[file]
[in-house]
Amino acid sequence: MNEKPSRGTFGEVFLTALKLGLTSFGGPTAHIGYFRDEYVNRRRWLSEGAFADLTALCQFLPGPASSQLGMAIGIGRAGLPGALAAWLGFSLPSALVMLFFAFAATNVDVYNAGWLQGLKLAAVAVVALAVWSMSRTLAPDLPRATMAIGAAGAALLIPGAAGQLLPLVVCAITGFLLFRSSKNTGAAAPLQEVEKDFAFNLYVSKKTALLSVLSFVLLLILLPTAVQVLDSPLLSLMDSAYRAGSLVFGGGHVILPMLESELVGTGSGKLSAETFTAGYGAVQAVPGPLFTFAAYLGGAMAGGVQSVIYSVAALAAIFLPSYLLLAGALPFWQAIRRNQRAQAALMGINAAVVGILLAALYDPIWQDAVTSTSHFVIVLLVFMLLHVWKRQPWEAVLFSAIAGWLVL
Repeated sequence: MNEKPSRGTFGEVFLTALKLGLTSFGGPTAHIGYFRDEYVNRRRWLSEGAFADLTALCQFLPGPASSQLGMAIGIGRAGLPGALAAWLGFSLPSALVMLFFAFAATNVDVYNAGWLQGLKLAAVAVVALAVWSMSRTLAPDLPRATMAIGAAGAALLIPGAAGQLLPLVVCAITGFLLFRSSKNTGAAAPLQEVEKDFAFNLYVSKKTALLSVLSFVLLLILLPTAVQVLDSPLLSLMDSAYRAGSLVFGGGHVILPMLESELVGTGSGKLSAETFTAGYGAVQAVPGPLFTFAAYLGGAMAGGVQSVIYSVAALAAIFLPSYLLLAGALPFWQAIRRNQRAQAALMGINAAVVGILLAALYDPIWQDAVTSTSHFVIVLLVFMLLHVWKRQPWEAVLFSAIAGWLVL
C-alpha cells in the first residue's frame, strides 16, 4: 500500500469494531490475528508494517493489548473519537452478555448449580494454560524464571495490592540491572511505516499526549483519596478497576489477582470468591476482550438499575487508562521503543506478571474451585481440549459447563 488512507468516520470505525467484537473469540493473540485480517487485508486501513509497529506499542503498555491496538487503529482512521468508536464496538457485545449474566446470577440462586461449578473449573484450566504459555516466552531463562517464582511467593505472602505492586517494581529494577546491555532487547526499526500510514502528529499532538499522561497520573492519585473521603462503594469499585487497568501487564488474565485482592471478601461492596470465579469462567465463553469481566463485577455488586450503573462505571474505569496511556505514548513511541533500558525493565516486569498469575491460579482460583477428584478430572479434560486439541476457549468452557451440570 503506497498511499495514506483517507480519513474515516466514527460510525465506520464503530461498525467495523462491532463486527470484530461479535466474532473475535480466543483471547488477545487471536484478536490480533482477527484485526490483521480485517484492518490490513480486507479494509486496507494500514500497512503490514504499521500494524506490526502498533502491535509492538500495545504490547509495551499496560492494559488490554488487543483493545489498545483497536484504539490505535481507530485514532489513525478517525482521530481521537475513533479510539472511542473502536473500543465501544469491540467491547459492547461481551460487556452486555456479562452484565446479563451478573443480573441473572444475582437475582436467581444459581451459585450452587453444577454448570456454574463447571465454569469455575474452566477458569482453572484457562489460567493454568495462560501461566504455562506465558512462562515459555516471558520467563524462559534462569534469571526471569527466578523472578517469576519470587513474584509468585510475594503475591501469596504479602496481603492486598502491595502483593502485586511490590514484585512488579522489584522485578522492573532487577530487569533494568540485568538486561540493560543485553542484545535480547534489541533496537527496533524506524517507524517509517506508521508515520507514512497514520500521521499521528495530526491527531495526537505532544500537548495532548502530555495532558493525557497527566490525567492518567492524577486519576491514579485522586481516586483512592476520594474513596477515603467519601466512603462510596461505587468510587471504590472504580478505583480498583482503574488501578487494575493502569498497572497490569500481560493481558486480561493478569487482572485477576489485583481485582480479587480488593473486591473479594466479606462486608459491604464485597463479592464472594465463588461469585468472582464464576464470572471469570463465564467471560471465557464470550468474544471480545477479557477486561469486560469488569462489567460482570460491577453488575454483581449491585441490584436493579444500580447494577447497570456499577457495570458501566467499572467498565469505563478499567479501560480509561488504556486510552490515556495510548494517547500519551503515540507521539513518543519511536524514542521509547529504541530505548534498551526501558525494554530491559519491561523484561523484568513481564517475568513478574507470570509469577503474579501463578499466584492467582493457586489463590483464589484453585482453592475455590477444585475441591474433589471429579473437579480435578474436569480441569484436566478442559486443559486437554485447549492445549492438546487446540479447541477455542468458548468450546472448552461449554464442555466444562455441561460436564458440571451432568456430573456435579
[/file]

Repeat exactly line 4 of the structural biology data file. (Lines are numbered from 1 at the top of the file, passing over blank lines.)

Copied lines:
C-alpha cells in the first residue's frame, strides 16, 4: 500500500469494531490475528508494517493489548473519537452478555448449580494454560524464571495490592540491572511505516499526549483519596478497576489477582470468591476482550438499575487508562521503543506478571474451585481440549459447563 488512507468516520470505525467484537473469540493473540485480517487485508486501513509497529506499542503498555491496538487503529482512521468508536464496538457485545449474566446470577440462586461449578473449573484450566504459555516466552531463562517464582511467593505472602505492586517494581529494577546491555532487547526499526500510514502528529499532538499522561497520573492519585473521603462503594469499585487497568501487564488474565485482592471478601461492596470465579469462567465463553469481566463485577455488586450503573462505571474505569496511556505514548513511541533500558525493565516486569498469575491460579482460583477428584478430572479434560486439541476457549468452557451440570 503506497498511499495514506483517507480519513474515516466514527460510525465506520464503530461498525467495523462491532463486527470484530461479535466474532473475535480466543483471547488477545487471536484478536490480533482477527484485526490483521480485517484492518490490513480486507479494509486496507494500514500497512503490514504499521500494524506490526502498533502491535509492538500495545504490547509495551499496560492494559488490554488487543483493545489498545483497536484504539490505535481507530485514532489513525478517525482521530481521537475513533479510539472511542473502536473500543465501544469491540467491547459492547461481551460487556452486555456479562452484565446479563451478573443480573441473572444475582437475582436467581444459581451459585450452587453444577454448570456454574463447571465454569469455575474452566477458569482453572484457562489460567493454568495462560501461566504455562506465558512462562515459555516471558520467563524462559534462569534469571526471569527466578523472578517469576519470587513474584509468585510475594503475591501469596504479602496481603492486598502491595502483593502485586511490590514484585512488579522489584522485578522492573532487577530487569533494568540485568538486561540493560543485553542484545535480547534489541533496537527496533524506524517507524517509517506508521508515520507514512497514520500521521499521528495530526491527531495526537505532544500537548495532548502530555495532558493525557497527566490525567492518567492524577486519576491514579485522586481516586483512592476520594474513596477515603467519601466512603462510596461505587468510587471504590472504580478505583480498583482503574488501578487494575493502569498497572497490569500481560493481558486480561493478569487482572485477576489485583481485582480479587480488593473486591473479594466479606462486608459491604464485597463479592464472594465463588461469585468472582464464576464470572471469570463465564467471560471465557464470550468474544471480545477479557477486561469486560469488569462489567460482570460491577453488575454483581449491585441490584436493579444500580447494577447497570456499577457495570458501566467499572467498565469505563478499567479501560480509561488504556486510552490515556495510548494517547500519551503515540507521539513518543519511536524514542521509547529504541530505548534498551526501558525494554530491559519491561523484561523484568513481564517475568513478574507470570509469577503474579501463578499466584492467582493457586489463590483464589484453585482453592475455590477444585475441591474433589471429579473437579480435578474436569480441569484436566478442559486443559486437554485447549492445549492438546487446540479447541477455542468458548468450546472448552461449554464442555466444562455441561460436564458440571451432568456430573456435579